Today the Rockefeller Center played host to Dr. Ezekiel "Zeke" Emanuel MD Ph.D, leading American bio-ethicist and elder brother of White House Chief-of-Staff/2nd most powerful man in America (and famous dirty-mouth) Rahm Emanuel. Dr. Emanuel came as part of the Nixon scholarship, awarded to scholars who intersect Jewish life and academic scholarship.
Zeke is more weathered and grayed than his younger brothers, but he is unmistakably their relation. He has that Emanuel restlessness (he was figiting in his platformed moccasins as he sat in front of me) and that same Chicagoian accent. He almost sounds like Christopher Walken, if he happened to be exceedingly over-educated. ("Sarry", "Prablem", "Aabout", "Nat", Absessed")
The form his lecture took is a series of "interactive" case studies examining various bioethical scenarios with the audience having to give consent or not. When he's done explaining, Zeke races up the stairs to talk with (and continuously interrupt) the speakers who venture their answers. Dr. Emanuel's time is valuable and he wants to get the answers out as fast as they can, a frustrating thing for him given that he speaks (and thinks) approximately three times as fast as everyone else. "What do you want to know?" "Why is that important?" "But we're just dealing with spit!" "I have a soft spot in my heart for government"
He tries to show that the IRB approach (jumping to "informed consent" as the default) is missing out on a long progression of ethical principles including informed consent, but occurring prior to it. As the event went on, the crowd continued to raise their hands, venturing their answers to the ethical dilemmas, but due to the constant interruptions, they did so with waning ferocity. This confused Dr. Emanuel, who wondered aloud "Do I bite!?" right after smacking his fists on the chalkboard (and smudging a few misspelled words)
His net point is that there are four principles we should use in treatment: (1) equality, (2) helping the worst off, (3) utility, and (4) social value. For equality, lotteries are fair, but the policy of first-come-first-served privileges the wealthy. How else did Steve Jobs get his liver so quickly? He put his name on many lists and could afford to traverse the country for treatment. Helping the worst off should favor the young, who are entitled to more life, but not the sickest as it would squander the good use of the organs. For utility, a person who needs both a liver and kidney deserves neither as two people could be saved with the same components that in him can only save one. The social value side of things refers to the benefit that continued life of the individual affords the community. This can be forward or backward looking. Forward looking policies would favor doctors, who would be needed to help save everyone else . To prevent a conflict of interest and the over-privileging of doctors, this should only be done in time of true pandemic catastrophe. On the backwards looking side, hospitals could privileged veterans or organ donors as a way to encourage such service in the future (though this should only be done if all other things are equal). It goes without saying that someone with drastic social benefit like the President should get priority.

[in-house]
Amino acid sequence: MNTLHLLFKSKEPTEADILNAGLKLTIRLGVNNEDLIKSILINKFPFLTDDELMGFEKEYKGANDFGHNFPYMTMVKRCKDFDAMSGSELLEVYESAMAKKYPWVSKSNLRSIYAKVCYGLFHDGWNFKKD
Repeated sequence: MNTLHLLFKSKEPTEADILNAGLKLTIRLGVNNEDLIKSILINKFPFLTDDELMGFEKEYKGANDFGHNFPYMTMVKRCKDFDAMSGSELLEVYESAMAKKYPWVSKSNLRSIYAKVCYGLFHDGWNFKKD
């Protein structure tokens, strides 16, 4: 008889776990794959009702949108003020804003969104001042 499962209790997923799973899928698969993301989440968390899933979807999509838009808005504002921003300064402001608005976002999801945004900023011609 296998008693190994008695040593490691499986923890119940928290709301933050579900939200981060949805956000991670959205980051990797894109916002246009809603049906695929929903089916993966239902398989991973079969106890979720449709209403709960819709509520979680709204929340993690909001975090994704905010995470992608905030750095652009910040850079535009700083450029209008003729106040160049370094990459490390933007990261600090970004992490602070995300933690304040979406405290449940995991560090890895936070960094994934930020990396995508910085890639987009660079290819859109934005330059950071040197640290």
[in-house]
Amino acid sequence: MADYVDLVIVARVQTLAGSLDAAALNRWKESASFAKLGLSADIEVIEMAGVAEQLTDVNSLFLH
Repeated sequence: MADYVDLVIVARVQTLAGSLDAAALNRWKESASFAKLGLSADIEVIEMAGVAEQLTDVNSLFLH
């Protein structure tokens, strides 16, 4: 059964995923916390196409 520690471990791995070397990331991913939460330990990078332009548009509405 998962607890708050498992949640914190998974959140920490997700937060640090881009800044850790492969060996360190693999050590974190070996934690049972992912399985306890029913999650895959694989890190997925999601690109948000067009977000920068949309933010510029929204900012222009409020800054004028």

The intensively interactive and challenging format of the lecture easily made Dr. Emanuel one of the most entertaining speakers I've seen as Rocky. It's a real achievement that the Nixon family were able to secure someone like him on their very first try.